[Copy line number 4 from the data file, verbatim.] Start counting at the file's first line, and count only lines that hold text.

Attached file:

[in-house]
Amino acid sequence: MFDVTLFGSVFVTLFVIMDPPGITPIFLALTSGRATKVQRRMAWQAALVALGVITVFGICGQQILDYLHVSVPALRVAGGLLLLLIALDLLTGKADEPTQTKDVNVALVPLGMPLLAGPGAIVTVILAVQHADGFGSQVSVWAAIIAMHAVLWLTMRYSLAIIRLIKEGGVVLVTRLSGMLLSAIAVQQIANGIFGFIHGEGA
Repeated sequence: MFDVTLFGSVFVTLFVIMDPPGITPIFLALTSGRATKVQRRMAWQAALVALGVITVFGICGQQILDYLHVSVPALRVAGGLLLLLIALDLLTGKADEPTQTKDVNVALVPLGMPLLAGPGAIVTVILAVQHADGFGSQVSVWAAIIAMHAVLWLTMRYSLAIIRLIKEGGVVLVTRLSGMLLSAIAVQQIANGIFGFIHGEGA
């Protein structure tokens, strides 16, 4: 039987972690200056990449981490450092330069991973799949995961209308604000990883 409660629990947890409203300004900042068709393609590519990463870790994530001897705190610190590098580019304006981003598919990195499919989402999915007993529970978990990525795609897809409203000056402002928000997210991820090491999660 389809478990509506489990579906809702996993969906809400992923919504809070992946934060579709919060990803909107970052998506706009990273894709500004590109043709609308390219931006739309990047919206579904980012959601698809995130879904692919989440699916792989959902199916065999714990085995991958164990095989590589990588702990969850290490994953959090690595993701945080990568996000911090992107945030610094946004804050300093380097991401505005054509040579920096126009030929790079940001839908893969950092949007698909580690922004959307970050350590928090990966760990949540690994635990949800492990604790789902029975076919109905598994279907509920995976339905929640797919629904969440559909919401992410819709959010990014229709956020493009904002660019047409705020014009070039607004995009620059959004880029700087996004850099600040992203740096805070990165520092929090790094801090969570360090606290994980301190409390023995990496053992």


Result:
């Protein structure tokens, strides 16, 4: 039987972690200056990449981490450092330069991973799949995961209308604000990883 409660629990947890409203300004900042068709393609590519990463870790994530001897705190610190590098580019304006981003598919990195499919989402999915007993529970978990990525795609897809409203000056402002928000997210991820090491999660 389809478990509506489990579906809702996993969906809400992923919504809070992946934060579709919060990803909107970052998506706009990273894709500004590109043709609308390219931006739309990047919206579904980012959601698809995130879904692919989440699916792989959902199916065999714990085995991958164990095989590589990588702990969850290490994953959090690595993701945080990568996000911090992107945030610094946004804050300093380097991401505005054509040579920096126009030929790079940001839908893969950092949007698909580690922004959307970050350590928090990966760990949540690994635990949800492990604790789902029975076919109905598994279907509920995976339905929640797919629904969440559909919401992410819709959010990014229709956020493009904002660019047409705020014009070039607004995009620059959004880029700087996004850099600040992203740096805070990165520092929090790094801090969570360090606290994980301190409390023995990496053992």